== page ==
In our new series The Lockdown Letters, some of New Zealand’s best writers tell us what they’ve been up to in the days of Covid-19 alert level four. Today, writer and doctor Glenn Colquhoun goes full epistolary, with a letter to Hone Tūwhare – and his Travelling Band of Constant Companions.
Kia ora Hone,
Well brother, where else would I be at a time like this but down on the beach? It goggles at me through the front window, winking and blinking. Today it’s all light and dark, a jowled sky, full of humpph and shrug. I thought of you immediately, wandering with the dead up the wild west coast. I reckon you’d be with Mickey Savage, Aunty Huia and Aunty Rongo, My dad, Aunty Flu, John Keats (make sure you keep two metres from that bugger when he coughs ?). It’s good to talk.
It’s all a bit of a shitstorm here. We’re locked up tight. The whole world. A bug so small you can’t see it, barking like a dog at the front gate. Yappity-yap-yap. But what a bite brother. I don’t know whether to laugh or cry. What can I say? I’m sentenced to a landscape e hoa. Doing time in the big sky. I love it you know. I can’t be contained. I’ve got the Tasman in front of me. The Tararuas out the back. This creamy driftwood edge between them to walk on. And all you buggers shuffling past. The silence is teeming. Things have never been so social. I write. I cook. I talk to my patients on the phone. I love my daughter. Ruapehu to the North. Taranaki to the East. Mountains and men all blur together. Somewhere inside of us is the same iron, the same magnet. Who could argue with that?
But death is here too brother. All fucking grim as. Suited up. Ready to go. I bloody want to love him as well. Or her, as it may be, Hine-nui-te-pō, and her wrap-around legs. I know I should. She’s part of the picture too. But Christ, she can bring some pain, give us the squeeze. I’ve sat enough in the grief, seen it in others, to know it’s not a thing to be trifled with. I don’t mind the odd heel digging into the small of the back. A reminder. But this is mean. And I don’t want the breaking of it for us. For all of us. The reaping and the tearing. The fear. It’s keeping me bloody sober I can tell you … for all the joy of seeing you fullas again.
And Mickey, while you’re there, I don’t mind saying she’s a treasure your one, isn’t she? The prime minister. She has a heart for sure. I know we’re talking politicians. ? So there’s always that. ??? But we read hearts don’t we. More than anything else. Words are second. Does she love us? That’s what matters most now. And I reckon she does. Filters out the bullshit. Catches herself. Cleans the air. She’s a person. Real. You should be proud. They might put her up on the wall beside you one day. Not that I want to blow smoke up anyone’s arse.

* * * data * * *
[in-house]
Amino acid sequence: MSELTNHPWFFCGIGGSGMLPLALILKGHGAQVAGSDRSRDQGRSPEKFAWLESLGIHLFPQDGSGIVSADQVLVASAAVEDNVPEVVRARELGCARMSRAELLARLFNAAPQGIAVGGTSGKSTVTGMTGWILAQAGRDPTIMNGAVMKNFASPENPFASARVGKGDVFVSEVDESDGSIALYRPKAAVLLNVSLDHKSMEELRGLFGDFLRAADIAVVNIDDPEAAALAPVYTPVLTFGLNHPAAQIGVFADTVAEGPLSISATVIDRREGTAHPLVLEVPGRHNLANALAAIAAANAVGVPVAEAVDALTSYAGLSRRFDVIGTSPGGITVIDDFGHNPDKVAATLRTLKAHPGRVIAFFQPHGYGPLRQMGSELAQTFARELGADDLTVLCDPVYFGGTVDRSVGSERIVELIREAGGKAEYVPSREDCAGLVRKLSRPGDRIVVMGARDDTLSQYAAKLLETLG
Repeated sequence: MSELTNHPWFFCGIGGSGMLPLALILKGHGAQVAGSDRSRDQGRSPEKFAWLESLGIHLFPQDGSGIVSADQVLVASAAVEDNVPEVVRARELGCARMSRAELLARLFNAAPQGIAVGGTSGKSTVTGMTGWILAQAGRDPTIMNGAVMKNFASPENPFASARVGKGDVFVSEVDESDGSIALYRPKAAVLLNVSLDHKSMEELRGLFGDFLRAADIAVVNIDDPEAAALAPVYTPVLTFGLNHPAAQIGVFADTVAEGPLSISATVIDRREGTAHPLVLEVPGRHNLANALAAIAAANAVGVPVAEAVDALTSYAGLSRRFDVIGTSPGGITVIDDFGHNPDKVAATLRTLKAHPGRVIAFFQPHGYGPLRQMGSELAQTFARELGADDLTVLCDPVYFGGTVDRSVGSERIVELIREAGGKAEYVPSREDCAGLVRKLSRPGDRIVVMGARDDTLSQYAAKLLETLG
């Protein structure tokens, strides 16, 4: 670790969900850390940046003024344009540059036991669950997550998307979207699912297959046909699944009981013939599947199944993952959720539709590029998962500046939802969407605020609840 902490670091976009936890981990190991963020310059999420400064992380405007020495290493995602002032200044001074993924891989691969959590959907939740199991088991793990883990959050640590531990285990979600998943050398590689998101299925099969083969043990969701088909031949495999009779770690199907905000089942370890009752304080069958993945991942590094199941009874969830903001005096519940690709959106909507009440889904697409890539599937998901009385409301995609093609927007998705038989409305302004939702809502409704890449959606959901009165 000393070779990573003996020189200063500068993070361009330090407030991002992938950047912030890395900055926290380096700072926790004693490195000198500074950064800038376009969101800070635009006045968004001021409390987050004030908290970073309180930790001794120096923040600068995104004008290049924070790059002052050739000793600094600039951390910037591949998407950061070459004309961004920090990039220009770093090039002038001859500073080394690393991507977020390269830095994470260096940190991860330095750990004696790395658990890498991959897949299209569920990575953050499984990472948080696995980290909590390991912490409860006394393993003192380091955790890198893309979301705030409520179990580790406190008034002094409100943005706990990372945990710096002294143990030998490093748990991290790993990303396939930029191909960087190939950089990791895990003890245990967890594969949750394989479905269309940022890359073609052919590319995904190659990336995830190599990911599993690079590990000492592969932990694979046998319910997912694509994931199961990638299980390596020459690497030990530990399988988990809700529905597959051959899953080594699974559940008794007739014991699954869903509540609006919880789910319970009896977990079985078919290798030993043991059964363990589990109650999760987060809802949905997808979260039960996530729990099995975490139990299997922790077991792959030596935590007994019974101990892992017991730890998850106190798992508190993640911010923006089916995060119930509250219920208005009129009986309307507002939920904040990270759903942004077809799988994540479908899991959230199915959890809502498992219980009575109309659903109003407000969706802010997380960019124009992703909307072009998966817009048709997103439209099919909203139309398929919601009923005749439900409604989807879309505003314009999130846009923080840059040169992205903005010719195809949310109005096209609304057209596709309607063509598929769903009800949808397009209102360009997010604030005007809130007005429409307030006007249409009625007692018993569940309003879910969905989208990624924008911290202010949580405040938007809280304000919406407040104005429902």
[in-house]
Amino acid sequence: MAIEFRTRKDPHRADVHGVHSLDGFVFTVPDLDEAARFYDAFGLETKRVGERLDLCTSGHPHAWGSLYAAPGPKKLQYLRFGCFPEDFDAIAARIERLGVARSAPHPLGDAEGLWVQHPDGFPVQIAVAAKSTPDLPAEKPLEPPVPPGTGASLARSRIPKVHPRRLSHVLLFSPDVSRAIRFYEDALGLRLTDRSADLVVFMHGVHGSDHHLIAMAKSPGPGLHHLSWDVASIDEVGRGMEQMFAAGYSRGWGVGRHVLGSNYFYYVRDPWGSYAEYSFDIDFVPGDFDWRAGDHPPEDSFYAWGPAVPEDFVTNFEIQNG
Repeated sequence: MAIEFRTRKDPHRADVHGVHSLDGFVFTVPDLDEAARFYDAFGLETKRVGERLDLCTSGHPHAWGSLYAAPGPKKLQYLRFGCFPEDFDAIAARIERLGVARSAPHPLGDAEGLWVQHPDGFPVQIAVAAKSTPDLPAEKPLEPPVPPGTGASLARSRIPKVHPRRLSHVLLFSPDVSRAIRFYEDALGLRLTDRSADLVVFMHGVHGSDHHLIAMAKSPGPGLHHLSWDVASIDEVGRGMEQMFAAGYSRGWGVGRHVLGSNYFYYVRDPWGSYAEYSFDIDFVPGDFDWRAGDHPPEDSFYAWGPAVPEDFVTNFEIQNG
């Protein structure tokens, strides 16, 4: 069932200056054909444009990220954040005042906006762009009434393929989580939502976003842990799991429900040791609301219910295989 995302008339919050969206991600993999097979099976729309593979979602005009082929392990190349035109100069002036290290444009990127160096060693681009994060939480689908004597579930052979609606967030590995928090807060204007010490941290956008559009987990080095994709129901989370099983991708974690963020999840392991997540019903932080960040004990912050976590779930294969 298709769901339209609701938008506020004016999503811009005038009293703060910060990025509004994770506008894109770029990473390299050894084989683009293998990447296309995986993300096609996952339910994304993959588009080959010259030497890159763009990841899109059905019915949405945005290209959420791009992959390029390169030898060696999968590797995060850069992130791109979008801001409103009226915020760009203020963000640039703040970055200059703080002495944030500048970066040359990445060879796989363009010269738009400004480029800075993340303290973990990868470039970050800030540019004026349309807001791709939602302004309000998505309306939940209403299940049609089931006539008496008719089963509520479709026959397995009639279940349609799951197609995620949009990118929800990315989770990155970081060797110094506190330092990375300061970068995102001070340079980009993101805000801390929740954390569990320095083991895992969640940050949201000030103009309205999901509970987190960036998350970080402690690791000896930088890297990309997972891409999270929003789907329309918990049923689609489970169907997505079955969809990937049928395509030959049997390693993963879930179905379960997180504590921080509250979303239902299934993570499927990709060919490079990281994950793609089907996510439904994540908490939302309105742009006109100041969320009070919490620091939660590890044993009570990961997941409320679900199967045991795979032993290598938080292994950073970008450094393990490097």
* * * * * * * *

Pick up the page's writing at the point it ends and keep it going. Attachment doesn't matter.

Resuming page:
E hoa mā, tēnā koutou ngā whāea, e Rongo, kōrua ko Huia,
Ngā mihi nui. Ka tangi te ngākau kia kite i a kōrua. Ka piki ake hoki te wairua. Crack-up ana ahau too ki ō amuamu e Rongo. Stuck ana tō walker i te one. “Gee whizz, this blooooody thing, I don’t know … hōhā man? Heck!” Anyway, you two, pai ana māua ko tāku tamaiti … tō tātou tamaiti I should say. He rangatahi ia ināianei. Kua tupu ake. Blow me down … me rongo kōrua i tōna reo. Pretty-pretty ana. Pupuke ana te ngākau ki te whakarongo ki a ia. Ko ia tōku kaiako ināianei. Engari, ko kōrua te tīmatanga. Kei roto i tōku ahua tuatahi, ko kōrua … all the way down. Hōhonu as. Manaakitia i a tātou i tēnei wā hurihuri e ngā whāea. Kō kōrua ōku taniwha. Heoi anō my bloody kanohis man are filling up. I miss you whāeas. Sorry for the sooking. Don’t go too far away eh?
Geez Aunty Flu,
Guess what! All of a sudden there’s another bloody flu hanging round. It’s pinched your name. Don’t growl me. It’s true. Somewhere out there soon there might be someone else named after a pandemic. Or did they name that pandemic after you? ?? Either way you might not be the only one around anymore. Shit, that’s a thought. I should make some pickle eh? Crack out the recipe books. Cook it all up. I’m gonna do it. I promise. Store it in an old jam jar like you used to. Then sit down with Ōriwa and have it on a piece of bread, maybe toast. And pull out your photo and sit it at the table with us. And tell her how you used to make this for me. And what it was even like sitting at your table. I’ll never forget that. Your kitchen. Your front gate. Some of the best days of my life. I still carry you around with me. Good to see Utu with you as well. Ghost dogs are allowed. ? Make sure he keeps you on the leash though!
Hell, I’m not sure if I’m locked down at all any more.
Anyway, you guys … good to talk … just maybe slow down the footsteps for a while if that’s ok … I wouldn’t mind seeing you all again. I need some steady hands. I’m off back to the whare. Olive will be up soon. I need to go for a run. And answer some emails. Work on my books. Cook. Fix the water-blaster wand. Paint the old play shed. Talk to some kids on the phone. Thanks for settling the tone though. It’s been good to catch up. Love you guys heaps. Ka nui te aroha. Kiss. Kiss. Kiss. Hongi. Man-hug. Kiss. Kiss. Hongi. Kiss, Glenn.
Oh, shut up. Youse can’t even get it.
Tomorrow: Fiona Farrell